Born: January 22, 1904
St. Petersburg, Russia
Died: April 30, 1983
New York, New York
Russian-born American choreographer
The Russian-born American choreographer George Balanchine formed and established the classical style (relating to music in the European tradition) of ballet in America.
George Balanchine was born Georgi Melitonovitch Balanchivadze in St. Petersburg, Russia, on January 22, 1904, the son of Meliton and Maria (Vassiliev) Balanchivadze. His father was a composer. Balanchine studied the piano as a child and considered a career in the military, which his mother encouraged. However, at the age of ten, he entered the Imperial Ballet School, where he learned the precise and athletic Russian dancing style.
After the Russian Revolution of 1917 (the rebellion of the Russian people against the ruler of Russia), Balanchine continued his training in a new government theater. In 1921 he entered the St. Petersburg Conservatory of Music to study piano while continuing work in ballet at the State Academy of Opera and Ballet. He used a group of dancers from the school to present his earliest choreographed works. One of the students was Tamara Gevergeyeva, whom Balanchine married in 1922. She was the first of his four wives, all of whom were dancers. In 1924, when the group traveled to Europe to perform as the Soviet State Dancers, Balanchine refused to return to the Soviet Union.
The manager of the Ballets Russes, Sergei Diaghilev (1872–1929), discovered Balanchine in 1925 in Paris, France. When Diaghilev's most famous choreographer, Nijinska, left the group, Balanchine took her place. At the age of twenty-one he became the main choreographer of the most famous ballet company (a group of ballet dancers who perform together) in the world. Balanchine did ten ballets for Diaghilev, and it was Diaghilev who changed the Russian's name to Balanchine. When Diaghilev died and the company broke up in 1929, Balanchine moved from one company to another until, in 1933, he formed his own company, Les Ballets.
Also in 1933 Balanchine met Lincoln Kirstein, a young, rich American, who invited him to head the new School of American
In 1934 the American Ballet Company became the resident company at the Metropolitan Opera in New York. Audiences were treated to three new Balanchine ballets, Apollo, The Card Party, and The Fairy's Kiss —works that revolutionized American classical ballet style. Balanchine's style proved a bit too daring for the Metropolitan, leading to a conflict that ended the working relationship in 1938. Over the next several years he worked on Broadway shows and films and two ballets, Ballet Imperial and Concerto Barocco, which were created in 1941 for the American Ballet Caravan, a touring group.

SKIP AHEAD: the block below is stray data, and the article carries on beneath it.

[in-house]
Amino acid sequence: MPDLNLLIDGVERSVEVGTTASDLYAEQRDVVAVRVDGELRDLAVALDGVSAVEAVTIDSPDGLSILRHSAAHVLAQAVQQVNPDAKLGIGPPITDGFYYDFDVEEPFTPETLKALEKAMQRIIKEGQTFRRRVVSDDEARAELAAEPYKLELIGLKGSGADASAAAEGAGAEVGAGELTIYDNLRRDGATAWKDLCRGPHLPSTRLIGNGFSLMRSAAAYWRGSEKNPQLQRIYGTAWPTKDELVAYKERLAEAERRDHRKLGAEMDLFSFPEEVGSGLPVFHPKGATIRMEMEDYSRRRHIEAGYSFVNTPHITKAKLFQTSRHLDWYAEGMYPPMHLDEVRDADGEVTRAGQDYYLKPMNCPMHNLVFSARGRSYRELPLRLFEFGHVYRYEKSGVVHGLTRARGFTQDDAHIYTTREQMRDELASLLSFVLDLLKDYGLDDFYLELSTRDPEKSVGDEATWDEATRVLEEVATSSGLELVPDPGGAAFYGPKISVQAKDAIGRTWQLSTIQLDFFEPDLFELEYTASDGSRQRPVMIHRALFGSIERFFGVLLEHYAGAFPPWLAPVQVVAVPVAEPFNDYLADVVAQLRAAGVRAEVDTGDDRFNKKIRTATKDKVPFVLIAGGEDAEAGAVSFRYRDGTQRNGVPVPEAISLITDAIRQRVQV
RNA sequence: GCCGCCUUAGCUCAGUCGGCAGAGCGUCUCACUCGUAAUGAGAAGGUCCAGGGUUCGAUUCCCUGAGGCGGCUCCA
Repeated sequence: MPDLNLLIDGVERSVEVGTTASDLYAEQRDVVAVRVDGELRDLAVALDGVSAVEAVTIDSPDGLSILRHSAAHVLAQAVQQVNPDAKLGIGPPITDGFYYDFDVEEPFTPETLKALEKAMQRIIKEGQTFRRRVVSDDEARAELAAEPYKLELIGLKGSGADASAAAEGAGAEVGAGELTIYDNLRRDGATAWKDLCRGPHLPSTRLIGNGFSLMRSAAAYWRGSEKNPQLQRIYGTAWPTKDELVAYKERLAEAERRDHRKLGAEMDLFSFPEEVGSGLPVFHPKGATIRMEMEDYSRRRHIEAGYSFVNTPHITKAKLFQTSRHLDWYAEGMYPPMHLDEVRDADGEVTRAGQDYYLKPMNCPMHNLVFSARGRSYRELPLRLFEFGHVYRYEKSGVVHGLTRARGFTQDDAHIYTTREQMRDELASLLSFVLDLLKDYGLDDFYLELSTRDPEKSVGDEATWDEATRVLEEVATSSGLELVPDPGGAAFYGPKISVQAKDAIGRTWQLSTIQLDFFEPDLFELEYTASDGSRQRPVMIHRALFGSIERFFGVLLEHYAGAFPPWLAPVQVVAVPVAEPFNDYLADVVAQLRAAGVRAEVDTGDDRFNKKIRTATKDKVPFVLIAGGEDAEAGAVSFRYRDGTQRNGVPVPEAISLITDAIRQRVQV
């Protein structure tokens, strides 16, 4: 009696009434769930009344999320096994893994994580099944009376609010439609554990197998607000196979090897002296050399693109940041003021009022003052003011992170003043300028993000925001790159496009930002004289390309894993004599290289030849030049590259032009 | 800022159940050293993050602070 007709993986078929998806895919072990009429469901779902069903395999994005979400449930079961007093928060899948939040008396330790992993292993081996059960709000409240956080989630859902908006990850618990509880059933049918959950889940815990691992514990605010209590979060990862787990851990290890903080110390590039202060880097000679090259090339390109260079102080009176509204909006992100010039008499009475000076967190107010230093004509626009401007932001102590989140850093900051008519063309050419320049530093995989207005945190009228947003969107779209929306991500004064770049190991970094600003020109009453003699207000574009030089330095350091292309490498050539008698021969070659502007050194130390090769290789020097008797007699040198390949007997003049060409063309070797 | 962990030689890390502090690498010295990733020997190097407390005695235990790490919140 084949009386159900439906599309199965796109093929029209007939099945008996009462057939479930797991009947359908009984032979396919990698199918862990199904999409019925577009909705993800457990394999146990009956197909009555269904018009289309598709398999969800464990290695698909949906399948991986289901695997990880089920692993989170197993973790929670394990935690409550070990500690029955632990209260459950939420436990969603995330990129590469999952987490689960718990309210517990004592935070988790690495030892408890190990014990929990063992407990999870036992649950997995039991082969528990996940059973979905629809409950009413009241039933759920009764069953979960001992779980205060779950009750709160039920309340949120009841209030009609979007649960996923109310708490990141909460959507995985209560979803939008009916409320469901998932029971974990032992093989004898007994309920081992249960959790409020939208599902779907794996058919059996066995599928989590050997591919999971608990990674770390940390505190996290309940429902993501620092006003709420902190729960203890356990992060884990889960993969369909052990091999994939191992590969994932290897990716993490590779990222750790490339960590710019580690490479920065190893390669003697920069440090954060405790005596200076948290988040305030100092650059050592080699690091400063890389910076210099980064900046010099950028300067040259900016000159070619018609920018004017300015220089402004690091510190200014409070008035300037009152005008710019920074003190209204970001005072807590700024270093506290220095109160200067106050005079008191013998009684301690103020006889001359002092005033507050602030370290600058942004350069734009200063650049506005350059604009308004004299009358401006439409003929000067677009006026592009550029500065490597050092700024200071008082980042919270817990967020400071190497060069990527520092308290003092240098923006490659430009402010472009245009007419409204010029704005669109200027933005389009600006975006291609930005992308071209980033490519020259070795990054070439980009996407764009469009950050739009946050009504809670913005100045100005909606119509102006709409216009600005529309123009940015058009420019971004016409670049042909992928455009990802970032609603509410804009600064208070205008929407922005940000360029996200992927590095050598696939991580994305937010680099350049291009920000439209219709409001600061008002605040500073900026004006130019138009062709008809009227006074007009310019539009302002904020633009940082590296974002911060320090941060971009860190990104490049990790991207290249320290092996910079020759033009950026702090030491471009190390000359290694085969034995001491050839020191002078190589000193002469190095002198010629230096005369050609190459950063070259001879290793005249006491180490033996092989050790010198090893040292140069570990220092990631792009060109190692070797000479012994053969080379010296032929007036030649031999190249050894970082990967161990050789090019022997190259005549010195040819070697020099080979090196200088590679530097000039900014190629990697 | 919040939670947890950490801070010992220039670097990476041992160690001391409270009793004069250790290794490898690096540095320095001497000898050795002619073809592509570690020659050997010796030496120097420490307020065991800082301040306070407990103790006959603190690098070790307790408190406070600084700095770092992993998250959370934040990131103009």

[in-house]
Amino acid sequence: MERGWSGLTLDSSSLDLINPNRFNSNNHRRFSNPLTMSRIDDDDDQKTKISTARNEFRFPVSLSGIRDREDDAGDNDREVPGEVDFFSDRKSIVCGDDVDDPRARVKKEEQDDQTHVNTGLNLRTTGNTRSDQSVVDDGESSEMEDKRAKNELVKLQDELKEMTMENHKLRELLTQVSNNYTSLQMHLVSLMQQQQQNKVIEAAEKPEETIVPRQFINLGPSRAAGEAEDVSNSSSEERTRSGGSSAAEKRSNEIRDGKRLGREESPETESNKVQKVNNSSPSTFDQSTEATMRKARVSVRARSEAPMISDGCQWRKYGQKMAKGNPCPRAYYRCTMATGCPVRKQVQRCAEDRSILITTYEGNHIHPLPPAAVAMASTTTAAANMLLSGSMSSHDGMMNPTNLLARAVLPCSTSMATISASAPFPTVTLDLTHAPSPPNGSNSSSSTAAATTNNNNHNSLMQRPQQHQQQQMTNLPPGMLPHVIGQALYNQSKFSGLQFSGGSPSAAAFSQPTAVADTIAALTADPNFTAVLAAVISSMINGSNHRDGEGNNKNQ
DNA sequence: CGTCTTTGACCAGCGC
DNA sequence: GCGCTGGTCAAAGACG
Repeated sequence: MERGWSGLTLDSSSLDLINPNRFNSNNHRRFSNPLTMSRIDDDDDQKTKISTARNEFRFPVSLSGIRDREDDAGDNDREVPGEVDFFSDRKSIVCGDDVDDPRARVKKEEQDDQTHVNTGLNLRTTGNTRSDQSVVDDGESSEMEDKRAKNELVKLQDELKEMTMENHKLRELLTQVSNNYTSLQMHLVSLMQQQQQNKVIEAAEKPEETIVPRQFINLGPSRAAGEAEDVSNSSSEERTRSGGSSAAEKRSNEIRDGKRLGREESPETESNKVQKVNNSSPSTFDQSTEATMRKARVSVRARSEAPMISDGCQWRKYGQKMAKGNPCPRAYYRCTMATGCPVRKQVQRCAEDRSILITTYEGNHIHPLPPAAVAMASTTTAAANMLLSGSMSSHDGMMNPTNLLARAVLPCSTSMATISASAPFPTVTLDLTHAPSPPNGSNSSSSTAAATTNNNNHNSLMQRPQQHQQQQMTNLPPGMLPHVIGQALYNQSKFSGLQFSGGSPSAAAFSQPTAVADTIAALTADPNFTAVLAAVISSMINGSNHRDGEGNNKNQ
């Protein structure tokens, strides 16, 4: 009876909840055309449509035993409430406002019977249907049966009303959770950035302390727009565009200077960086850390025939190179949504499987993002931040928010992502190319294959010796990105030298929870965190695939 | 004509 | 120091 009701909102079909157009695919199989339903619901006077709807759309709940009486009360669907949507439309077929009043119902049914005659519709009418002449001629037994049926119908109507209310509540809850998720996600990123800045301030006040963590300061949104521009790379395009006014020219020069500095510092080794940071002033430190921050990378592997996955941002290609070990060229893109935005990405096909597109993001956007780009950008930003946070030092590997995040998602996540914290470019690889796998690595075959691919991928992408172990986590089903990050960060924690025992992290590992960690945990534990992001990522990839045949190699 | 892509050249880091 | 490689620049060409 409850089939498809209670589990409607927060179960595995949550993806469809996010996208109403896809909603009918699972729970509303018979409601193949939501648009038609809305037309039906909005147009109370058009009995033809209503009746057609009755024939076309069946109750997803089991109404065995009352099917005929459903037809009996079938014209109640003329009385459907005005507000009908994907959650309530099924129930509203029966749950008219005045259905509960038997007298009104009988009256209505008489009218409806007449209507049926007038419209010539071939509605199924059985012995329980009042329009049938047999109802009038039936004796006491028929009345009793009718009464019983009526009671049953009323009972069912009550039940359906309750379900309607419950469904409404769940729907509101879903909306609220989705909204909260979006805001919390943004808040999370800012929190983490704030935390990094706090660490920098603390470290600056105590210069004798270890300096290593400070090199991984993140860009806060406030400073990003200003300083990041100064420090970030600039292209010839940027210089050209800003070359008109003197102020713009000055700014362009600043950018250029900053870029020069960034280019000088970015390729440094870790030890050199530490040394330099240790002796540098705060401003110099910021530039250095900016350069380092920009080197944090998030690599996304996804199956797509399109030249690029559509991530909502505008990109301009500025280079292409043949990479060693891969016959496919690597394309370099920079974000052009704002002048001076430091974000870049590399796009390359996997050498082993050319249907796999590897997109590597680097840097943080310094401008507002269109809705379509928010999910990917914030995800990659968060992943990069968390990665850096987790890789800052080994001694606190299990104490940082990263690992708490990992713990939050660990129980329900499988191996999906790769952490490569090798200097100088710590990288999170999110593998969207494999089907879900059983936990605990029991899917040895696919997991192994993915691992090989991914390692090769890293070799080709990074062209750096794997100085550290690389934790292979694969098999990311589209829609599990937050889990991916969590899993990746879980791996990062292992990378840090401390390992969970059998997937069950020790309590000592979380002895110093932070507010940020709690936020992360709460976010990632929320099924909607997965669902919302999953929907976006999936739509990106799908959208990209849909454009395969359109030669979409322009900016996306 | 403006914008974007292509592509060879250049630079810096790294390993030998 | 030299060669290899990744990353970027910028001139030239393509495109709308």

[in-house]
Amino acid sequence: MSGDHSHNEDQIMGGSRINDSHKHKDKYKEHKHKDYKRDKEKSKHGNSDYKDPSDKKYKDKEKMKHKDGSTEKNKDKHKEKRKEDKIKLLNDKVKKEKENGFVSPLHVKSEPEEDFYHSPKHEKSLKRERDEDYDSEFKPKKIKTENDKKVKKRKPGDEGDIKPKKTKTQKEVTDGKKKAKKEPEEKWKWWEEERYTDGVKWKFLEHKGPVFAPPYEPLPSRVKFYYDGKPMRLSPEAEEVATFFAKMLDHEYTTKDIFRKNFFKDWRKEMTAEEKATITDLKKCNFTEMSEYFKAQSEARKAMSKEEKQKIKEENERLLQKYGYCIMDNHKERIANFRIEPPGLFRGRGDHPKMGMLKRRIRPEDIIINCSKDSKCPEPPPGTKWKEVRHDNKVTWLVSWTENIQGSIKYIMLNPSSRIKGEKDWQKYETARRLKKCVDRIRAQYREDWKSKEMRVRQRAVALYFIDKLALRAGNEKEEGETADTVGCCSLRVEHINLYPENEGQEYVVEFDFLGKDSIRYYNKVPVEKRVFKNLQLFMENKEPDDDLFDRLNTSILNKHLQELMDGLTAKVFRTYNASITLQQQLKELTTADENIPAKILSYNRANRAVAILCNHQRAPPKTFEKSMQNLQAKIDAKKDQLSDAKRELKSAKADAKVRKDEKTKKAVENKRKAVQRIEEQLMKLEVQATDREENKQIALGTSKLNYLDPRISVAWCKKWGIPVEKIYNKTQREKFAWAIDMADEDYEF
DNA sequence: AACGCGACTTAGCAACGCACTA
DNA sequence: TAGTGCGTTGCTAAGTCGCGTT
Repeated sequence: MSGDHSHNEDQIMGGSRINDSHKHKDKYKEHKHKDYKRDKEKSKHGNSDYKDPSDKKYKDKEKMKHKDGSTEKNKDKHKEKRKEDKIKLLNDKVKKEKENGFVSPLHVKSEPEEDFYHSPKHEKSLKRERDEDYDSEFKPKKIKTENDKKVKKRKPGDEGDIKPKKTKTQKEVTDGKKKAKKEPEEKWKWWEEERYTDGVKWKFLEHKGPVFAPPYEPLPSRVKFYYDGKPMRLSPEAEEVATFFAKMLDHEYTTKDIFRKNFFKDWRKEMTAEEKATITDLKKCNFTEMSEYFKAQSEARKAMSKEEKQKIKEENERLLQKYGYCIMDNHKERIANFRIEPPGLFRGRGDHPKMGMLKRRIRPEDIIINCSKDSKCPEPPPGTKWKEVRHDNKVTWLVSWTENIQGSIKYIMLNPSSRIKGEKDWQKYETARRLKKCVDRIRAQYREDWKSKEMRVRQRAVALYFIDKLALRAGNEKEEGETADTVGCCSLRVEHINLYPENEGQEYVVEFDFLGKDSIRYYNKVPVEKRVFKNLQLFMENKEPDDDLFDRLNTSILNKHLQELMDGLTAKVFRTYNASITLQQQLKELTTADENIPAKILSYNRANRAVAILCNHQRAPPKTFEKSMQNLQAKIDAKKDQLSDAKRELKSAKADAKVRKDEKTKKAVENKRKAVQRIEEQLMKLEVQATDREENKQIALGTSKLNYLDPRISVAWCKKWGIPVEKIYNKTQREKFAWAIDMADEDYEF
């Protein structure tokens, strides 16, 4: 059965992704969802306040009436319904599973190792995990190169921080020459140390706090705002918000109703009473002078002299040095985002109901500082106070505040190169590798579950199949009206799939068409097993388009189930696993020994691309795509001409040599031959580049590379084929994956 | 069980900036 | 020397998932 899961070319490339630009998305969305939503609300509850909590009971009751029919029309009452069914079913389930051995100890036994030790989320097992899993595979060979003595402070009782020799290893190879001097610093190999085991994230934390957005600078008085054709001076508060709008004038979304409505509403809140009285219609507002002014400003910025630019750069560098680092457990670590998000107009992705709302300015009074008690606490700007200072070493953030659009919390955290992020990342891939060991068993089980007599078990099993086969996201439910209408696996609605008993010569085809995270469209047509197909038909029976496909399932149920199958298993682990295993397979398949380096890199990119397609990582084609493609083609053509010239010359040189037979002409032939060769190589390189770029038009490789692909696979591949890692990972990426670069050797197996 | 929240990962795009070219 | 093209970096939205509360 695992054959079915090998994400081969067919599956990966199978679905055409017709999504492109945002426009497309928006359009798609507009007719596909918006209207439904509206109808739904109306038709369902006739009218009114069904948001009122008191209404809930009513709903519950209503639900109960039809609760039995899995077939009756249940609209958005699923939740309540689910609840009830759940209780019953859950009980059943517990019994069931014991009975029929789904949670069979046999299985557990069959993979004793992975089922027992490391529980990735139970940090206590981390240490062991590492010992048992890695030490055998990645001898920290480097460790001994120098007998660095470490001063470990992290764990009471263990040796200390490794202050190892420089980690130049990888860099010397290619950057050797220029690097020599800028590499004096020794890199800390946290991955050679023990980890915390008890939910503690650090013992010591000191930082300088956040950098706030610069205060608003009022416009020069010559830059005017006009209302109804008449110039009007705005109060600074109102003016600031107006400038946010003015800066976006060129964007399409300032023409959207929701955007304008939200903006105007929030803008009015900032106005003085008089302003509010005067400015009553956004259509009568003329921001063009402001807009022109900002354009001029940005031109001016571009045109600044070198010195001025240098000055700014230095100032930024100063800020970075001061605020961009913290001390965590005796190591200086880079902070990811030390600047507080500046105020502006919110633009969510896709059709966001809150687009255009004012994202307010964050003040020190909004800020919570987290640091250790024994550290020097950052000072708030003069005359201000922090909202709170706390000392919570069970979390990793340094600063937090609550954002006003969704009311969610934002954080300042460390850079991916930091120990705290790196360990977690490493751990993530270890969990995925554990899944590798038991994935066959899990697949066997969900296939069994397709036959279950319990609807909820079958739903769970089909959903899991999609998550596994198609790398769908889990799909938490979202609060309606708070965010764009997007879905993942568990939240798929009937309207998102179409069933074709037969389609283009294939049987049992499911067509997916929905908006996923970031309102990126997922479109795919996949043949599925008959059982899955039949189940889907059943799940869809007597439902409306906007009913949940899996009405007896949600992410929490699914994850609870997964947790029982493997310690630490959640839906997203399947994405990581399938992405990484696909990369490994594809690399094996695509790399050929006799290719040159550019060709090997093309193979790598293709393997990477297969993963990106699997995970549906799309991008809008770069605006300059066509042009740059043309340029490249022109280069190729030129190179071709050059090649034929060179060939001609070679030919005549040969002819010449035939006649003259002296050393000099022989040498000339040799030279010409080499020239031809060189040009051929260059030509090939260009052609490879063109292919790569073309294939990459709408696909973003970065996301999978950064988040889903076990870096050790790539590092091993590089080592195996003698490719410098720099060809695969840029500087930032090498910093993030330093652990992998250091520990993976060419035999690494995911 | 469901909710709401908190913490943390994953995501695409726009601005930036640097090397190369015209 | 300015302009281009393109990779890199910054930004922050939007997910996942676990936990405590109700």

In 1946, following Kirstein's return from service in World War II (1939–45), he and Balanchine established a new company, the Ballet Society. The performance of Balanchine's Orpheus was so successful that his company was invited to establish permanent residence at the New York City Center. It did so and was renamed the New York City Ballet. Finally Balanchine had a school, a company, and a permanent theater. He developed the New York City Ballet into the leading classical company in America—and, to some critics, in the world. Here he created some of his most enduring works, including his Nutcracker and Agon.
Balanchine's choreography was not dependent on the ballerina's skills, the plot, or the sets, but on pure dance. The drama was in the dance, and movement was solely related to the music. For Balanchine the movement of the body alone created artistic excitement. He placed great importance on balance, control, precision, and ease of movement. He rejected the traditional sweet style of romantic ballet, as well as the more acrobatic style of theatrical ballet, in favor of a style that was stripped to its essentials—motion, movement, and music. His dancers became instruments of the choreographer, whose ideas and designs came from the music itself.
Balanchine died in New York City on April 30, 1983. Summing up his career in the New York Times, Anna Kisselgoff said, "More than anyone else, he elevated choreography in ballet to an independent art. In an age when ballet had been dependent on a synthesis (combination) of spectacle, storytelling, décor, mime, acting and music, and only partly on dancing, George Balanchine insisted that the dance element come first."
Buckle, Richard, and John Taras. George Balanchine, Ballet Master. New York: Random House, 1988.
Kristy, Davida. George Balanchine: American Ballet Master. Minneapolis: Lerner, 1996.
McDonagh, Don. George Balanchine. Boston: Twayne, 1983.